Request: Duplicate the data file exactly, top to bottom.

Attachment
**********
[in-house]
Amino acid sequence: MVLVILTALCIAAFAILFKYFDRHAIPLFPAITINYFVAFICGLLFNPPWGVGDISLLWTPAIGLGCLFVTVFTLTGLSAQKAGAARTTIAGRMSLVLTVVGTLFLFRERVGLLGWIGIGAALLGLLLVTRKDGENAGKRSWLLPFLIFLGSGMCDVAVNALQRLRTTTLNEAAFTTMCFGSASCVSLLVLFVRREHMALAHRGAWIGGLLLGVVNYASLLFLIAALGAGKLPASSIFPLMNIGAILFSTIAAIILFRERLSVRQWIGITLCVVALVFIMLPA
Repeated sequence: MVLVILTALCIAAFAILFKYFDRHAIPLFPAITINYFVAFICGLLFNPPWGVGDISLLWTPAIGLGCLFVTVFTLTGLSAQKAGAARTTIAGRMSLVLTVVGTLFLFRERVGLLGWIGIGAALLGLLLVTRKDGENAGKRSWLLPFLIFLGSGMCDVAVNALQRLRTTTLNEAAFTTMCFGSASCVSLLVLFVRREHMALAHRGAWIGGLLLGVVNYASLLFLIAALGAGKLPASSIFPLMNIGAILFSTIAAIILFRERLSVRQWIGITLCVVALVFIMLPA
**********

[in-house]
Amino acid sequence: MVLVILTALCIAAFAILFKYFDRHAIPLFPAITINYFVAFICGLLFNPPWGVGDISLLWTPAIGLGCLFVTVFTLTGLSAQKAGAARTTIAGRMSLVLTVVGTLFLFRERVGLLGWIGIGAALLGLLLVTRKDGENAGKRSWLLPFLIFLGSGMCDVAVNALQRLRTTTLNEAAFTTMCFGSASCVSLLVLFVRREHMALAHRGAWIGGLLLGVVNYASLLFLIAALGAGKLPASSIFPLMNIGAILFSTIAAIILFRERLSVRQWIGITLCVVALVFIMLPA
Repeated sequence: MVLVILTALCIAAFAILFKYFDRHAIPLFPAITINYFVAFICGLLFNPPWGVGDISLLWTPAIGLGCLFVTVFTLTGLSAQKAGAARTTIAGRMSLVLTVVGTLFLFRERVGLLGWIGIGAALLGLLLVTRKDGENAGKRSWLLPFLIFLGSGMCDVAVNALQRLRTTTLNEAAFTTMCFGSASCVSLLVLFVRREHMALAHRGAWIGGLLLGVVNYASLLFLIAALGAGKLPASSIFPLMNIGAILFSTIAAIILFRERLSVRQWIGITLCVVALVFIMLPA